In the case of weddings and the tremendous joy and love and support you receive from friends and family, thank-you notes are essential and absolutely must be hand written. And there is no reason why the bride needs to be the sole writer. The groom should share in that responsibility. Be sure that as you open your presents at showers that someone records the gift and the sender. For wedding presents which arrive in the post, one trick which comes in handy is to cut off the return address from the package and attach it to the gift or gift card. Again be sure you have a list and as each thank-you note is written, check it off the list.

The most important thing to remember is to say thank-you often. There are so many more occasions to verbally express your gratitude to another person than there will be reasons for a hand written note. Use the phone if you want to. Speak directly to the person to whom you are grateful. I know of no one who says thank-you too often. Say it with a smile on your face and make direct eye contact. This will go a long way to show the respect you have for others and for yourself.


Reader Question - Phone Etiquette

How to Answer the Phone

Dear Jay,

I have two questions. Firstly: how should one answer the telephone at one's home, and how should employees be instructed to answer a business phone? Secondly, shouldn't one announce who is making the phone call? I find it disconcerting when I have no idea to whom I'm speaking.

Yours truly, 
V.R.


Jay's ANSWER

Dear V.R.,

Answering the telephone at home and at work does have different protocols and manners associated with them.

At home, one should answer the telephone with an enthusiastic ‘hello’. The tone of one’s voice says a lot about your frame of mind. Even if you’re not in a good mood, and you decide to answer the phone, inject warmth into your voice. It makes others feel good. If you can’t manage to do this, which some people just can’t, then let the answering machine take the call. 

If the call is for someone else, refrain from shouting out the person’s name if they are in another room or on another floor. It’s rude and upsetting to others who can hear you. For that matter, if you need to speak with someone who is visually out of sight and likely out of earshot of a normal voice, get up and go to that person. If someone does that to me, I don’t answer. Call me old fashioned, but it was not tolerated in my household when I was growing up.

Teach children how to have good telephone manners as well. You must understand these good manners yourself. It’s kind of like men wearing hats (or baseball caps or toques) indoors. How are children supposed to learn that that’s just wrong if you don’t teach them by example?  Answering telephones can be a serious matter. Wearing a hat inside the house is just disrespectful and bad manners. Strangers can call and unsuspecting children can give out way too much information. I remember calling a friend’s house once, looking for either him or his wife. The house sitter answered the phone and told me that they would be away for a week. I had not identified myself, and had I been a thief, with the information she gave me, I would have been able to stage a robbery. Moreover, if small children are at home, a kidnapping could have taken place. I know this may sound alarmist to some folks, but this stuff happens and it is extremely important to teach your children at an early age exactly what to say.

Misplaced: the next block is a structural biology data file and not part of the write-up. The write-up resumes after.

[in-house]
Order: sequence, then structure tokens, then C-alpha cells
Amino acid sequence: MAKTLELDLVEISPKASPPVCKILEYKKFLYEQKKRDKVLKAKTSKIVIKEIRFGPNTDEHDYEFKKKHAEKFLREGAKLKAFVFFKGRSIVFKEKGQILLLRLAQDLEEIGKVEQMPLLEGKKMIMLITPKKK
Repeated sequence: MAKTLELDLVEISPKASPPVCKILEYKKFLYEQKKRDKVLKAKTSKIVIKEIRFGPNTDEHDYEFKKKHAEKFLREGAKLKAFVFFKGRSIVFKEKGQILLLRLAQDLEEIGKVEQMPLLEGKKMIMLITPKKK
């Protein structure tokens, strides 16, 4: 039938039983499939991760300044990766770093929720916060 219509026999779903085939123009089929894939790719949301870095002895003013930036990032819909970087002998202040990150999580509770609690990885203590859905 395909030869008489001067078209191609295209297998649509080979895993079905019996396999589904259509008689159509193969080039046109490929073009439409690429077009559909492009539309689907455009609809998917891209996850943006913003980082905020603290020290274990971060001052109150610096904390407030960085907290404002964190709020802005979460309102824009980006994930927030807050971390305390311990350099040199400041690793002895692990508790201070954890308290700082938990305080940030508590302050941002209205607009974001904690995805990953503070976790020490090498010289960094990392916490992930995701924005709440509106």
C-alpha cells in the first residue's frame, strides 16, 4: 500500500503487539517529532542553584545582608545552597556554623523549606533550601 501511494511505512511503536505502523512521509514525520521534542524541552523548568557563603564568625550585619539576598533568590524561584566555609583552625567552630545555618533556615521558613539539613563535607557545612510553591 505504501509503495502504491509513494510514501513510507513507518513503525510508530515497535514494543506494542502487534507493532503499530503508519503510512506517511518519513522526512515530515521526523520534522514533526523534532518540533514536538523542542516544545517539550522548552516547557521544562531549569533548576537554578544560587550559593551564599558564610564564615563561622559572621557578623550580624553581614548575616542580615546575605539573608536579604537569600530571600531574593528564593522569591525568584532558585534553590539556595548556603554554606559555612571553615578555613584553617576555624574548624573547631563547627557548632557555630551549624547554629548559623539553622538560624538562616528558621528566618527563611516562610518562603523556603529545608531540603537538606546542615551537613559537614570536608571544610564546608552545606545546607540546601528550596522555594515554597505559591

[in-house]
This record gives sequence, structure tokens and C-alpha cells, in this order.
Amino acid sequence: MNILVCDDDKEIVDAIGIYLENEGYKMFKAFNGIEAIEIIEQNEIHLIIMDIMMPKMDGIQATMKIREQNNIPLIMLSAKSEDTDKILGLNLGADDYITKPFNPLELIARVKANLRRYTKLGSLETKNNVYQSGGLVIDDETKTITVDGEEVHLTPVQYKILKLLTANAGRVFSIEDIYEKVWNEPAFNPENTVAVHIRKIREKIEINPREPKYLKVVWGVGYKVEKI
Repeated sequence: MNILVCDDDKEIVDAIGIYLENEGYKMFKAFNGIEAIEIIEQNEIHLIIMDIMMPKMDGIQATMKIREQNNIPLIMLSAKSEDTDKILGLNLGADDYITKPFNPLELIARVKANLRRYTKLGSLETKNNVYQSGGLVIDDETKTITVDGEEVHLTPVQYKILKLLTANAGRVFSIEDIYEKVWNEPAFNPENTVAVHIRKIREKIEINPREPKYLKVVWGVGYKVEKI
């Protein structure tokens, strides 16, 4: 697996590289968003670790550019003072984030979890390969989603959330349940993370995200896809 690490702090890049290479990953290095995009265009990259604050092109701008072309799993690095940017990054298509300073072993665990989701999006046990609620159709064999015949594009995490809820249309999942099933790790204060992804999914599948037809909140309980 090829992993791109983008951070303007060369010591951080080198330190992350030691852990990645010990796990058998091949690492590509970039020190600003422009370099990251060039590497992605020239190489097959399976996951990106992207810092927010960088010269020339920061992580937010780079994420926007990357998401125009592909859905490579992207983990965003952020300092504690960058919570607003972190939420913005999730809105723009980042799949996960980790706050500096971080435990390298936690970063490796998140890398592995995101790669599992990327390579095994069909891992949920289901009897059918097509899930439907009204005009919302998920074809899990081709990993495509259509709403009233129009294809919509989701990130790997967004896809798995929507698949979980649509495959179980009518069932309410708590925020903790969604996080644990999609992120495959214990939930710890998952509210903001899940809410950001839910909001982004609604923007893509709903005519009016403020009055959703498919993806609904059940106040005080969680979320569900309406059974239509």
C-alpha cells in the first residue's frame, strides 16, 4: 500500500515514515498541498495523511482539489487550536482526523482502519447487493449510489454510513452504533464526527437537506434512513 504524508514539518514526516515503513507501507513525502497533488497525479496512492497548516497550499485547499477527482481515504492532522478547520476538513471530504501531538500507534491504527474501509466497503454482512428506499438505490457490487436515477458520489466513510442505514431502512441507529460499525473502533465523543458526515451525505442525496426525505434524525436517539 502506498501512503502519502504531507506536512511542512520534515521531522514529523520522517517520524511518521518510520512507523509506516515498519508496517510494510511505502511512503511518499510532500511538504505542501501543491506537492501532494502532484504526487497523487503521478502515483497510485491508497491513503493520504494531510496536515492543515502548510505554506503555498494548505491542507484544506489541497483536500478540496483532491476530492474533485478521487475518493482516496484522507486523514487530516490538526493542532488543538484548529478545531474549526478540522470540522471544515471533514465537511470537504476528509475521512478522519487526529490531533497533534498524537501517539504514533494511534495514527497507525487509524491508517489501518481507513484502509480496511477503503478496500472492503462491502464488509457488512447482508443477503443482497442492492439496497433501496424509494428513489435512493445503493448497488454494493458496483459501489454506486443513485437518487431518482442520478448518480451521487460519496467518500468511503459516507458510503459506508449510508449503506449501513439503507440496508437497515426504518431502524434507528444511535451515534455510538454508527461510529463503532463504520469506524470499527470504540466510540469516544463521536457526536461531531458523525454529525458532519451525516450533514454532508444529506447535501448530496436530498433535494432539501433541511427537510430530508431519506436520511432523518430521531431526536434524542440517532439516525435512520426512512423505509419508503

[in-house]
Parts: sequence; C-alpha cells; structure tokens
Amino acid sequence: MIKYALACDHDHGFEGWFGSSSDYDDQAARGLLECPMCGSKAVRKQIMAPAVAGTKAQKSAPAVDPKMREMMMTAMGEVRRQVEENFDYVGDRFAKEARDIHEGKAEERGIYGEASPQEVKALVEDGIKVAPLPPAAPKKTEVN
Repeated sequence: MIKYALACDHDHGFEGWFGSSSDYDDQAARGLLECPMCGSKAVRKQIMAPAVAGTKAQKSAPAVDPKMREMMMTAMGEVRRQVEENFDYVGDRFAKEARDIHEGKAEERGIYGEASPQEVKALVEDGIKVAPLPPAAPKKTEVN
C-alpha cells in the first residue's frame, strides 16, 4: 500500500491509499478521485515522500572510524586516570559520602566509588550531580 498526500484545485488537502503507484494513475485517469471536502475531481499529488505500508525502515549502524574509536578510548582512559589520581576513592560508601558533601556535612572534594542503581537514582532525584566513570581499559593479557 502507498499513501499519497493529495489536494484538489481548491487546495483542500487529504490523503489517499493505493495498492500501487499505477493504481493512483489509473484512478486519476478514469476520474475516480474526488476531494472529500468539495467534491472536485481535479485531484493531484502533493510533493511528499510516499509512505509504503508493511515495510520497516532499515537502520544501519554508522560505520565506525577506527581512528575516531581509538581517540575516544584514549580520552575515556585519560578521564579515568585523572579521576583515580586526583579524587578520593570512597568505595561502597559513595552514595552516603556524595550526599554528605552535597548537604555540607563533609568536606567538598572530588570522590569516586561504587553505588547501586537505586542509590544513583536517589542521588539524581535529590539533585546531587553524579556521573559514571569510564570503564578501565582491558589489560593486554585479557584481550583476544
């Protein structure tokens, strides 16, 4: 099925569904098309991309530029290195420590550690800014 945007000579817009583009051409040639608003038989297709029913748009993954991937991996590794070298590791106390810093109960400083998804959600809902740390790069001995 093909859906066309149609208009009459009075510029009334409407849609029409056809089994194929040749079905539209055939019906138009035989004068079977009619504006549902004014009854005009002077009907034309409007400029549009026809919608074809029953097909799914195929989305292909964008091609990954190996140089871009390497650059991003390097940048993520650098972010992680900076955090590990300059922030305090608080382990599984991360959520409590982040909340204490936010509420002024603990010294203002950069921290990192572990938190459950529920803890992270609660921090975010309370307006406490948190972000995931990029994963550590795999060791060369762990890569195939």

Apologize if you dial a wrong number; don’t eat or drink while speaking on the phone as those unattractive sounds are magnified; and turn down the radio or TV when answering a call for the same reason. Keep a note pad and pencil by each phone and write down messages which will be clear and have all of the pertinent information. Make every effort to return any calls within 24 hours. And if you do not want to answer the telephone, for whatever reason, don't!

At the office, the protocol is somewhat different. Still, a cheery voice gives a good impression of your company. You never know when the call coming in is from a first time caller. It helps to actually smile when you answer the phone. Unless you have your own home business, an enthusiastic ‘hello’ is not sufficient. It is much better to answer with “Windsor House, Jay speaking”, or “Good afternoon, the Windsor House”. Recorded greetings which direct you somewhere else are totally annoying. We all really want to get a live person on the wire. Telephone companies, banks and credit card companies are notorious for this.

If you are an executive assistant, be sure to always use an honorific (Mr., Dr. or Ms.) before the person’s name. For example, say, “Dr. Smith’s office, Ms. Jones speaking.” This gives the proper dignity due the person being phoned. When calling, and you get the secretary of the person you are looking for, feel free to leave a complicated massage if the secretary is capable. Some corporations have highly skilled executive secretaries that can make heaven and earth move. Establishing working relationships with these individuals on the phone can be incredibly helpful in conducting future business. 

In answer to your second question, yes it is necessary to identify yourself when you place a call. It is frustrating to be carrying on a conversation with someone only to later realize you have the wrong person on the other end of the phone. Being mindful of another’s time is also a courtesy to extend. Ask if this is a good time to speak with the other person.

In any event, be sure to be civil on the phone. Never raise your voice or lose your temper. This is a sure fire way to lose a client or a contact. I find a pleasant phone call can make my day. One that goes on and on can have the opposite effect. Showing respect for one another is the name of the game.


Meet Stage of Life's Etiquette Coach

Meet Jay Remer - etiquette expert on StageofLife.comOur Etiquette Expert

Why Jay?  It's simple...Jay knows etiquette. 

For years Jay has planned and managed royal, corporate, political and social events and parties, some of them for up to 500 people.  As a graduate of the Protocol School of Washington, he offers workshops on business, social and dining etiquette, as well as international protocol for a variety of audiences.  From teenage students to corporate clients, Jay teaches everything from the basics of a handshake to the subtleties of developing a business relationship during a networking dinner.  His course on self-esteem in youth, in particular, has been encouraged by Dr. Piet Forni, founder of the Civility institute at Johns Hopkins University.  Originally from Delaware, Jay now lives in St. Andrews, New Brunswick, Canada  where he has written a weekly etiquette column in the National Post and is a current columnist in New Brunswick’s Telegraph Journal.  He is a Social Etiquette and Good Manners expert on allexperts.com and has answered over 1,000 questions from people around the world...and we post his content here on Stage of Life.  

You can read more about Jay on his website, EtiquetteGuy.com